The Conan Lorebook

Making the world safe from mediocrity.

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Gaming Headsets

I have no exterior game speakers beyond the cruddy ones in one of my monitors.  So, I don't mind spending some extra money if I can get good quality. The headset, which is a  headphone with a microphone, is needed for times when I play games with others -- like when Shannon talks me into a hot game of Company of Heroes.


I was very happy with my last headset, the Razer Piranha.  I got it on sale at $69.95, and was quite pleased overall.  The sound seemed good and the fit was comfortable.  My main problems were twofold:  the third cord, a USB-only was merely for lighting the headset, was just an extra wire hanging around for me.  The other was the annoying ease of unintentionally muting the microphone.  I believe Shannon is also having problems with his microphone itself.  Unfortunately for me, while pulling out my computer from its cubbyhole, the cord got caught and microphone no longer works.  Best Buy no longer carried the Piranha locally, so I looked for another set.


After reading a few reviews, I decided on the slightly more expensive Plantronics Gamecom 777.


 read more »


If you have an LCD or plasma monitor, then you may have found stuck pixels or been concerned about screen burnin.  Screen savers can help the latter from happening, but isn't always effective since some programs may be run for hours.  And little can be done for stuck pixels.


JScreenFixDeluxe offers the solution.  It's a Java program which offers a potential fix for stuck pixels (not all can be fixed this way, but many can). It also acts as a screensaver which keeps track of all the non-moving screen activity and puts up a negative on the screen.  It'll cost you 10GBP, which is probably around $20US (est.).    I've used it for over a year, and am very happy so far.


On the down side, it does occasionally have issues with licensing pop up. However, the  programmer is very quick to respond and helpful.   Still, there is no program that Iknow of that is better. If you have  a single stuck pixel, it's well worth $20 to get rid of the annoyance.


Try the evaluation demo for free. I believe it's the full version for thirty days.

A Computer Tune-Up

Just like cars, computers must be tuned-up periodically.  Just like cars, there's a one-shop-stop which covers many basics.  It's a free service from Microsoft, known as "Live OneCare".  Here's how to drive over to their site and get that 'puter purring:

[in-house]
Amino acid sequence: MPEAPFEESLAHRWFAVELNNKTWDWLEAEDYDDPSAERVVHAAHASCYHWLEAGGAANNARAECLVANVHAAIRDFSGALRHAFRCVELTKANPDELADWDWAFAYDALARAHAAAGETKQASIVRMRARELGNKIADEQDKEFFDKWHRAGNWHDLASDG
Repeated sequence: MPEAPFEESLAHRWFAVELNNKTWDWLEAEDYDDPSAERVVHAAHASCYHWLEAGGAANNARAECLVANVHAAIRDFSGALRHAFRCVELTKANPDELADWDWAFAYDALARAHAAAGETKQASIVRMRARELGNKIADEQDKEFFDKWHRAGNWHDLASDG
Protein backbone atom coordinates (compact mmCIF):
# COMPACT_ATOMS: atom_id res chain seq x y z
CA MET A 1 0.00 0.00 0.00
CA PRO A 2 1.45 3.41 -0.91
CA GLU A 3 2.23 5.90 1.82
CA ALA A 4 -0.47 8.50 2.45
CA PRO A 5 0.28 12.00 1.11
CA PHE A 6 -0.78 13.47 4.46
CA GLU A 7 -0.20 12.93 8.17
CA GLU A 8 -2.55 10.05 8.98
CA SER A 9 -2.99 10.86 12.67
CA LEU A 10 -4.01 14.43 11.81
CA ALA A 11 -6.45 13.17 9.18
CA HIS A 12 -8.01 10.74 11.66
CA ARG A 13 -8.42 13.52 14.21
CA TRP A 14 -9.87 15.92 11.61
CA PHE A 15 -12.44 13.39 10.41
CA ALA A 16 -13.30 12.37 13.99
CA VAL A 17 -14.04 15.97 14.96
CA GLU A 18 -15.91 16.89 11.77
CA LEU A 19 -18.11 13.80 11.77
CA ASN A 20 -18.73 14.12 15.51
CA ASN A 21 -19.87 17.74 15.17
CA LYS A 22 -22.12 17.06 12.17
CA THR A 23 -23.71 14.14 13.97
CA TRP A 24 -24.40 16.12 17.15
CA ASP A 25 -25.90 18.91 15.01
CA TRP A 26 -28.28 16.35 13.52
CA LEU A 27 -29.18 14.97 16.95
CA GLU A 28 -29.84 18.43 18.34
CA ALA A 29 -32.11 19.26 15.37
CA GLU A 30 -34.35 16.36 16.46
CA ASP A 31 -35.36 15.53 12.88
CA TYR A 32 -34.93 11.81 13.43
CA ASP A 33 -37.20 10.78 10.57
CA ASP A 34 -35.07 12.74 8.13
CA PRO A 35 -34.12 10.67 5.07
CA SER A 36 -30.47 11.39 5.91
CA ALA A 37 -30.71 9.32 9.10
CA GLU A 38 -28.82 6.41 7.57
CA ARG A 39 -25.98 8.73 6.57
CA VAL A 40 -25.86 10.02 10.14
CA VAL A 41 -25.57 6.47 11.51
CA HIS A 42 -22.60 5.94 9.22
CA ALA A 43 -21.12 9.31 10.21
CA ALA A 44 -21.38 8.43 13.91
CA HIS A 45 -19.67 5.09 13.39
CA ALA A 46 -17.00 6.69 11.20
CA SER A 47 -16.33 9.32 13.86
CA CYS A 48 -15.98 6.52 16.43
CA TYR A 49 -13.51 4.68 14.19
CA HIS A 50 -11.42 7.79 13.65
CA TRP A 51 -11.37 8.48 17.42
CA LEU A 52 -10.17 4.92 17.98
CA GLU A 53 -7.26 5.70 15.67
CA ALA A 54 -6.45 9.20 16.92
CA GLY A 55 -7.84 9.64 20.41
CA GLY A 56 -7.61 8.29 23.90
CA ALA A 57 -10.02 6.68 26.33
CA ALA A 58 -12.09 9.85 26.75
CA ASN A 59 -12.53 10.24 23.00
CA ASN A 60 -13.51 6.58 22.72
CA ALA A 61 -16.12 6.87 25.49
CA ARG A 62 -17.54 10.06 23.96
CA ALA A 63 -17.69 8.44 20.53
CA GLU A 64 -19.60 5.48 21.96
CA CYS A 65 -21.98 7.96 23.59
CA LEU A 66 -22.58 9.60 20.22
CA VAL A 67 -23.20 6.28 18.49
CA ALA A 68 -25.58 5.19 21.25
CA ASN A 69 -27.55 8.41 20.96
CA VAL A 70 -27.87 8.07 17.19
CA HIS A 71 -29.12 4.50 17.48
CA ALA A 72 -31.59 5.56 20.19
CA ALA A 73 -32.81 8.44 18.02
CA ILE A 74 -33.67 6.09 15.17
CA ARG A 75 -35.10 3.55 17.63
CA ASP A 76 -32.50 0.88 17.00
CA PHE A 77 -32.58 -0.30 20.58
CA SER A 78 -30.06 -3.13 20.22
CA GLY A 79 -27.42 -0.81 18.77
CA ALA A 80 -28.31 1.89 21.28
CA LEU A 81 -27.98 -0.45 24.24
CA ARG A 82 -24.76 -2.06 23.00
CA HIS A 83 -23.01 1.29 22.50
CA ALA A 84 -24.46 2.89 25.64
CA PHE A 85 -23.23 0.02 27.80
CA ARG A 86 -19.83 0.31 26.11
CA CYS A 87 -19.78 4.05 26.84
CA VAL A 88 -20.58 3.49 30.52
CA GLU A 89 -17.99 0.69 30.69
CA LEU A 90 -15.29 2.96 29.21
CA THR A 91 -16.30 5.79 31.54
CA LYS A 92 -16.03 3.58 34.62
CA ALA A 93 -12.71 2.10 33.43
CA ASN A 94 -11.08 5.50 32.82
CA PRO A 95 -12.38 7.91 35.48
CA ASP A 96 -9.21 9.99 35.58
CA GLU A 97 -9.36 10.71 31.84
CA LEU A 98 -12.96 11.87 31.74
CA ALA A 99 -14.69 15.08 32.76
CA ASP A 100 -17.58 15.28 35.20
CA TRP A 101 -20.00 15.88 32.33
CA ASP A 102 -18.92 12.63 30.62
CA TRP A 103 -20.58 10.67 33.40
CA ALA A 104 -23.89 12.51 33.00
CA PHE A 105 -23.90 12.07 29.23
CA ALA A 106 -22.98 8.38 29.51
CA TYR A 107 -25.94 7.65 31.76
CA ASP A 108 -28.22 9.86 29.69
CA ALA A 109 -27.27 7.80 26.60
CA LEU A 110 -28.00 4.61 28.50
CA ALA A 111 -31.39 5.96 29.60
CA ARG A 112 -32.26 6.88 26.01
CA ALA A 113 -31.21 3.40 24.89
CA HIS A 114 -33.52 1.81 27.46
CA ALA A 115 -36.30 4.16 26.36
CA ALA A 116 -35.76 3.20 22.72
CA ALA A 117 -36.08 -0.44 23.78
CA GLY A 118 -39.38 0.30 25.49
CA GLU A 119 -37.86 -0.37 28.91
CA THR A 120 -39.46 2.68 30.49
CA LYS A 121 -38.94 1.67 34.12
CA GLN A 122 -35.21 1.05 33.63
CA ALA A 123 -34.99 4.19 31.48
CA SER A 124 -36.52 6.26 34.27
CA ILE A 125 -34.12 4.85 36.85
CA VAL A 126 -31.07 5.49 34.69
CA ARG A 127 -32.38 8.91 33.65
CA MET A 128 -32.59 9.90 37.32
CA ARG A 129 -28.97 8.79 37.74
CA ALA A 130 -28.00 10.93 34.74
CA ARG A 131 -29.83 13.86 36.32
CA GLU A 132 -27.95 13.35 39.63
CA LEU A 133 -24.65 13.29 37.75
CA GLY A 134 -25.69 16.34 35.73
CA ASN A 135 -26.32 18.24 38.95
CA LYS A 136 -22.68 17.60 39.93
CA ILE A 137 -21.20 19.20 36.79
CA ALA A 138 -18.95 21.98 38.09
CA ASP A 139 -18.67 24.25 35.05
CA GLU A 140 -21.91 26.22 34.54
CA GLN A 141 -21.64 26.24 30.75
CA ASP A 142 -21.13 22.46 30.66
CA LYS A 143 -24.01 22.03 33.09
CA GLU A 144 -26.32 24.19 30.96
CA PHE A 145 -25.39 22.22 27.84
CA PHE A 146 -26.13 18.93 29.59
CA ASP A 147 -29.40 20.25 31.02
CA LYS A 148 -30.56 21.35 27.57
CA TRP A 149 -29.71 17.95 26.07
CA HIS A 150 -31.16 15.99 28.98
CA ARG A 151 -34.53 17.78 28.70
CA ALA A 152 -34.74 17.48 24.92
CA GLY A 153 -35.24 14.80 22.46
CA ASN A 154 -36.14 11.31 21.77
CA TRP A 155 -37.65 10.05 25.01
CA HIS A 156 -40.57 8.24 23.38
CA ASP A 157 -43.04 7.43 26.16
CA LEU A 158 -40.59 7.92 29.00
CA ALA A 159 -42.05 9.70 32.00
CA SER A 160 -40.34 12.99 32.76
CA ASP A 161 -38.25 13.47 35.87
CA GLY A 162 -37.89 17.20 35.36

Use Internet Explorer for this (not Firefox or anything else) and

  • Navigate to Microsoft Live OneCare.
  • Click "Full Service Scan".  A popup window should show up.
  • If it asks you to download and install anything, accept.
  • Click on "Complete scan (recommended)"
  • Hit the "Next" button.  It should either ask to install or start automatically downloading tools and begin scanning.
  • When the scan is finished, click the GREEN arrow-- "Not yet, I'm not
    ready to be protected with OneCare".  Otherwise, they'll try to sell
    you something.

From there, just follow the instructions. Most of it will be automatic. 

Now listen to that CPU roar!

I own a Buffalo!

Well, not that kind of buffalo. I own a Buffalo LinkStation Pro. It's a NAS with two 500GB drives in a RAID-1 configuration. I have redirected my "My Documents" to point to the network drive instead of my C drive, so now all our photos, videos, MP3's, downloads, etc. are backed up instantly.


I bought it for $250 shipped at (looks like the price has gone up since last week):


Highly recommended!

Improving the Parents' 56k Connection

It's been so long since I've used a 56k data modem to connect to the Internet that I believe going back would drive me mad.  The parents (who are already crazy) still must use this to connect, as they have no other real option.  Unfortunately, they have horrible connection rates -- even worse than the 52k which should be their maximum and regular connection rate.  


Their setup at the shop, as I recall, is like this: A regular telephone line connects to the outer box.  It comes in about 15 feet and splits into three lines; One for upstairs, one for David Lee's "garage" desk, and finally one line going into the office.  The office line then connects directly to a surge protector.  After this, I believe it splits again into the office phone and computer data connection/modem.  Along the way, it splits into a second phone line and number (one cable can share two phone numbers).  At some point, perhaps after connecting to the modem, it goes on to the credit card machine. 


Any suggestions for them (other than to move!)? 


They could buy a long-enough telephone cable to go from the box to the office surge protector.  From the surge protector run the cable to Mom's computer.  From the modem output, split as needed, even f it means a lot of backtracking.   Sheilded telephone cable might be overkill.   Or perhaps just making more-solid connections (adding outlets instead of just telephone extension cords).


Other than that, I'm not sure.  What say you?

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